The artist George Grosz (1893–1959) is considered one of the most important political satirists of the Weimar Republic: he was prosecuted three times, for slandering the army, offending public morality, and blasphemy. In this exhibition, art from the Berlin period that so provoked his contemporaries will be presented in detail. But the show will also feature Grosz’s less well-known photography with his impressions and experiences from his passage to America and his arrival in New York. Another less-known facet of his work as a costume and stage set designer will also be spotlighted.
The exhibition will present over 200 works from Berlin museums and private collections, Berlin art dealers, and the artist’s estate, located in Berlin, most of which are not otherwise accessible to the public. Grosz, whose work would be inconceivable without the Revolution in 1918 and the disturbances of the Weimar Republic, is presented as one of the most important Berlin artists of the 1920s. His works created in Berlin are a mirror of the political and social issues of the day. But in New York exile as well, the political events taking place under Nazi rule continued to dominate his work.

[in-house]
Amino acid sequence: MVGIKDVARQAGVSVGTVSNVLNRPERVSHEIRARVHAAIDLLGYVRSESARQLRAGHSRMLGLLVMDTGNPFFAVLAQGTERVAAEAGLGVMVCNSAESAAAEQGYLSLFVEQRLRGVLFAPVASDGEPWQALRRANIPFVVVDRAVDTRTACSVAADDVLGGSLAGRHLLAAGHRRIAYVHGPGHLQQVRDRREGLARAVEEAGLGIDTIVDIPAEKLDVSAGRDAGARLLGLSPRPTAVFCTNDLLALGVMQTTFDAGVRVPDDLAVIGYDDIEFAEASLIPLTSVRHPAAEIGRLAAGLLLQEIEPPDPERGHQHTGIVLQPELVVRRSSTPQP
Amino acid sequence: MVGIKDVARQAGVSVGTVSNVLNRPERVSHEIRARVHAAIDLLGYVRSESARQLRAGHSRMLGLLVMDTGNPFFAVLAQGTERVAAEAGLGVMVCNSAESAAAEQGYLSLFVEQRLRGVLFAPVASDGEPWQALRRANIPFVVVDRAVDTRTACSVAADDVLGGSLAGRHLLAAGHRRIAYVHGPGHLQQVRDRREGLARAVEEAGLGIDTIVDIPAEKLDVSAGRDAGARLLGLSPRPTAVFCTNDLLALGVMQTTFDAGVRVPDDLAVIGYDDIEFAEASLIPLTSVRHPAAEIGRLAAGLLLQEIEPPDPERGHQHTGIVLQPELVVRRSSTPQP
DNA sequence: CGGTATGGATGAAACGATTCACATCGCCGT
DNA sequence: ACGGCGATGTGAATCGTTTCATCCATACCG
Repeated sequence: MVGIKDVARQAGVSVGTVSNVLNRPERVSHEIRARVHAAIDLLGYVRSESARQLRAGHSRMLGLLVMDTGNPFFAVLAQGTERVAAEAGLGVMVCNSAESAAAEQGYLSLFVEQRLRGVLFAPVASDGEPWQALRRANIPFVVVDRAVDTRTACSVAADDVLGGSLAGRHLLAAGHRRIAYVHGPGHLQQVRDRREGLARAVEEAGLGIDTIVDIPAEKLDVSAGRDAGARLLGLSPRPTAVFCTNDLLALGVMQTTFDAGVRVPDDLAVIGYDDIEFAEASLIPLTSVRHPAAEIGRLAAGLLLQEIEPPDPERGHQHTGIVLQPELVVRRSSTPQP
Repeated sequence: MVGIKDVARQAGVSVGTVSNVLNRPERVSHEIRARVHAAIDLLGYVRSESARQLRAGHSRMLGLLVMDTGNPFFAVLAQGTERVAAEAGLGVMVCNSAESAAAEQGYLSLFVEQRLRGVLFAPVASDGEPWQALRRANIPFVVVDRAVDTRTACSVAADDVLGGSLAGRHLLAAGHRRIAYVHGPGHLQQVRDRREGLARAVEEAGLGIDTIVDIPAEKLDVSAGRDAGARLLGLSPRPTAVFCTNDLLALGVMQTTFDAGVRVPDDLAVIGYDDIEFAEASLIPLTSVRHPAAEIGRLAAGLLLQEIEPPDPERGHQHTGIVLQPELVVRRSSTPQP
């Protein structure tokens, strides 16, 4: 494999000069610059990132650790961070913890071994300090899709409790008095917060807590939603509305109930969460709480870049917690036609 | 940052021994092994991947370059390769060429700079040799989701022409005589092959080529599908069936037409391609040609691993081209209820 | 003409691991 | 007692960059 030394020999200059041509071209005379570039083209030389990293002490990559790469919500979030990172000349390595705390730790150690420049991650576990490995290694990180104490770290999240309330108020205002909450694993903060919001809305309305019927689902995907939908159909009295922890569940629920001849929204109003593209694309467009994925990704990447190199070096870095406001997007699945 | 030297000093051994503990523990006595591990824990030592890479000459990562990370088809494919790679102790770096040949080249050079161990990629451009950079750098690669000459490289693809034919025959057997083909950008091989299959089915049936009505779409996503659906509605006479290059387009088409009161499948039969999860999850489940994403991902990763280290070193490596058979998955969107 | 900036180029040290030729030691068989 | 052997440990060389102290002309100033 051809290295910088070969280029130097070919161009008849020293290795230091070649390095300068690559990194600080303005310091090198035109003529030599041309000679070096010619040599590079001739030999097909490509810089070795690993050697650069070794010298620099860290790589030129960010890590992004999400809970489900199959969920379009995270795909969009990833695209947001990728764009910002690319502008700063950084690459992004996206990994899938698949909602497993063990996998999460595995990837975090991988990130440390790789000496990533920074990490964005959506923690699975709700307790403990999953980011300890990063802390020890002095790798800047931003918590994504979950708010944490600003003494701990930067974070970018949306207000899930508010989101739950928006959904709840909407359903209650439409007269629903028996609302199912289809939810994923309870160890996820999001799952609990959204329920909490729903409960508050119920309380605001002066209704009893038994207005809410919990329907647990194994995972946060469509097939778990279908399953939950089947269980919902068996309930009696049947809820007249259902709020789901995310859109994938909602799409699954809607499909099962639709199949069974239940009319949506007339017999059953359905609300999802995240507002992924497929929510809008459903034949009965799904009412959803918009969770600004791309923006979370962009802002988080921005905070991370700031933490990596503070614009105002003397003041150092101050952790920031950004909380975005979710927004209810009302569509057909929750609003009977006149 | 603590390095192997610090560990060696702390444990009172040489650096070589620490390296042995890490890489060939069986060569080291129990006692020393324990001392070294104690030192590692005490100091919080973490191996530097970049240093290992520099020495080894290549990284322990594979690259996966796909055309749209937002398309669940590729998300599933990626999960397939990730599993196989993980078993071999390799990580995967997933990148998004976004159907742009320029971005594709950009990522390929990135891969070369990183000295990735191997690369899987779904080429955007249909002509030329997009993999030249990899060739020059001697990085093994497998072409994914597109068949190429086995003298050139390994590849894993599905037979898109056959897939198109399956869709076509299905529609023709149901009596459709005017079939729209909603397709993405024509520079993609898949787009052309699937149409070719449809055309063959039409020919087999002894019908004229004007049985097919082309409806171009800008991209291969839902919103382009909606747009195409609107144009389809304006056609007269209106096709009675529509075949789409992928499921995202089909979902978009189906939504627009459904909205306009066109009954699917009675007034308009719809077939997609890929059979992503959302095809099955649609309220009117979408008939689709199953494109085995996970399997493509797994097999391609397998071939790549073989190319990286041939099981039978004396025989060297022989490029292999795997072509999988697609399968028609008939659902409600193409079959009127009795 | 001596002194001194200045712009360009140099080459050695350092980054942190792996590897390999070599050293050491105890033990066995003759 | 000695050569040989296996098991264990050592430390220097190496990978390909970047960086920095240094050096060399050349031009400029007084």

In this retrospective, which was organized in close collaboration with the George Grosz Estate, the artist’s well-known works are shown alongside works that are less familiar. Since the last large scale exhibition of the artist’s work in Berlin almost 25 years ago, this exhibition provides the opportunity to trace out Grosz’s artistic development, showing the thematic and stylistic diversity that marks the artist’s work. What is art or satire is allowed to do? What is political art, was Grosz a political artist his whole life long? These questions are explored in the exhibition, part of the Berlin thematic winter 100 Years of Revolution: Berlin 1918|19. The exhibition shows the artistic potential of Grosz available in this city, also with the possible establishment of a George Grosz Museum in Berlin in mind.